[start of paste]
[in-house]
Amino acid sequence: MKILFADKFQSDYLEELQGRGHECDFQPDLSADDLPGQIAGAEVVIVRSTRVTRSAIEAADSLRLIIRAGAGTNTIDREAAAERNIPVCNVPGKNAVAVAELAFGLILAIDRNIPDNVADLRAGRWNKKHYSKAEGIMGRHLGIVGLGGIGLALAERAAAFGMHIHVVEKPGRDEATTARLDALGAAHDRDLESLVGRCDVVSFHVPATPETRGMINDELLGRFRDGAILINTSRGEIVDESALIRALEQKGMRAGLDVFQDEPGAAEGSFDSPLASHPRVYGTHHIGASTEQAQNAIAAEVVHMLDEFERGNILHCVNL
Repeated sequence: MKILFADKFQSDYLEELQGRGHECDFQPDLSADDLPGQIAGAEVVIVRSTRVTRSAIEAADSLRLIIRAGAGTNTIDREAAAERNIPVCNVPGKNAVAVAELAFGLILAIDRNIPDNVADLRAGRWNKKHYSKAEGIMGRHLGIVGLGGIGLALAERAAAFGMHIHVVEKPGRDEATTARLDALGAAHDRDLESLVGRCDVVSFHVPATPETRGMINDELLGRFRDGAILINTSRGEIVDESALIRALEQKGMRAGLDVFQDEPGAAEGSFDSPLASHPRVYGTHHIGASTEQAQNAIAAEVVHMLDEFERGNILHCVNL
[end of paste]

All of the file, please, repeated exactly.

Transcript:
[in-house]
Amino acid sequence: MKILFADKFQSDYLEELQGRGHECDFQPDLSADDLPGQIAGAEVVIVRSTRVTRSAIEAADSLRLIIRAGAGTNTIDREAAAERNIPVCNVPGKNAVAVAELAFGLILAIDRNIPDNVADLRAGRWNKKHYSKAEGIMGRHLGIVGLGGIGLALAERAAAFGMHIHVVEKPGRDEATTARLDALGAAHDRDLESLVGRCDVVSFHVPATPETRGMINDELLGRFRDGAILINTSRGEIVDESALIRALEQKGMRAGLDVFQDEPGAAEGSFDSPLASHPRVYGTHHIGASTEQAQNAIAAEVVHMLDEFERGNILHCVNL
Repeated sequence: MKILFADKFQSDYLEELQGRGHECDFQPDLSADDLPGQIAGAEVVIVRSTRVTRSAIEAADSLRLIIRAGAGTNTIDREAAAERNIPVCNVPGKNAVAVAELAFGLILAIDRNIPDNVADLRAGRWNKKHYSKAEGIMGRHLGIVGLGGIGLALAERAAAFGMHIHVVEKPGRDEATTARLDALGAAHDRDLESLVGRCDVVSFHVPATPETRGMINDELLGRFRDGAILINTSRGEIVDESALIRALEQKGMRAGLDVFQDEPGAAEGSFDSPLASHPRVYGTHHIGASTEQAQNAIAAEVVHMLDEFERGNILHCVNL